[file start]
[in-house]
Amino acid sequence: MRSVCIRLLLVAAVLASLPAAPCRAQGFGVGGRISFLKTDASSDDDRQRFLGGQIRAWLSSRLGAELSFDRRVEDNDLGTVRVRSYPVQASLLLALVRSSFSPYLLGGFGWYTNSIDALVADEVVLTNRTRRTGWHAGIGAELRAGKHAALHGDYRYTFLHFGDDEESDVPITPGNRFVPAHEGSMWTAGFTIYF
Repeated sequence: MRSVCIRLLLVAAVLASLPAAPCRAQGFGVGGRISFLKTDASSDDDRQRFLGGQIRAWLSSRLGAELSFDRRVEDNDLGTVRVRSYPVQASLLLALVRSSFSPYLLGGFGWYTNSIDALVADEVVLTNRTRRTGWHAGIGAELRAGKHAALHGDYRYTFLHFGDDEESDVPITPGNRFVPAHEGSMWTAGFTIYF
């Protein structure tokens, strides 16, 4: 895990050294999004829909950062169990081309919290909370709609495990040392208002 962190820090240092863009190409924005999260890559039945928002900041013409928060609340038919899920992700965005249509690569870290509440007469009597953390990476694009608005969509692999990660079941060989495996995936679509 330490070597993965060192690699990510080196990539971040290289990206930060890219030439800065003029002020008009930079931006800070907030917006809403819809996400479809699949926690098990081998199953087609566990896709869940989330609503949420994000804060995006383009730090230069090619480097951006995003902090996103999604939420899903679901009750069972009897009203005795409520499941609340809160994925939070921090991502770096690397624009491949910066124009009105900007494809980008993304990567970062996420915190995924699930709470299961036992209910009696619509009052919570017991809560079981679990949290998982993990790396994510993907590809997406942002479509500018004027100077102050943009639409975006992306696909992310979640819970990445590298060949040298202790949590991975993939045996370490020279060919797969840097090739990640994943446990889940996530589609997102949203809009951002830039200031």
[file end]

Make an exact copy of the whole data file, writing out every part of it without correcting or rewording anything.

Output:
[in-house]
Amino acid sequence: MRSVCIRLLLVAAVLASLPAAPCRAQGFGVGGRISFLKTDASSDDDRQRFLGGQIRAWLSSRLGAELSFDRRVEDNDLGTVRVRSYPVQASLLLALVRSSFSPYLLGGFGWYTNSIDALVADEVVLTNRTRRTGWHAGIGAELRAGKHAALHGDYRYTFLHFGDDEESDVPITPGNRFVPAHEGSMWTAGFTIYF
Repeated sequence: MRSVCIRLLLVAAVLASLPAAPCRAQGFGVGGRISFLKTDASSDDDRQRFLGGQIRAWLSSRLGAELSFDRRVEDNDLGTVRVRSYPVQASLLLALVRSSFSPYLLGGFGWYTNSIDALVADEVVLTNRTRRTGWHAGIGAELRAGKHAALHGDYRYTFLHFGDDEESDVPITPGNRFVPAHEGSMWTAGFTIYF
């Protein structure tokens, strides 16, 4: 895990050294999004829909950062169990081309919290909370709609495990040392208002 962190820090240092863009190409924005999260890559039945928002900041013409928060609340038919899920992700965005249509690569870290509440007469009597953390990476694009608005969509692999990660079941060989495996995936679509 330490070597993965060192690699990510080196990539971040290289990206930060890219030439800065003029002020008009930079931006800070907030917006809403819809996400479809699949926690098990081998199953087609566990896709869940989330609503949420994000804060995006383009730090230069090619480097951006995003902090996103999604939420899903679901009750069972009897009203005795409520499941609340809160994925939070921090991502770096690397624009491949910066124009009105900007494809980008993304990567970062996420915190995924699930709470299961036992209910009696619509009052919570017991809560079981679990949290998982993990790396994510993907590809997406942002479509500018004027100077102050943009639409975006992306696909992310979640819970990445590298060949040298202790949590991975993939045996370490020279060919797969840097090739990640994943446990889940996530589609997102949203809009951002830039200031």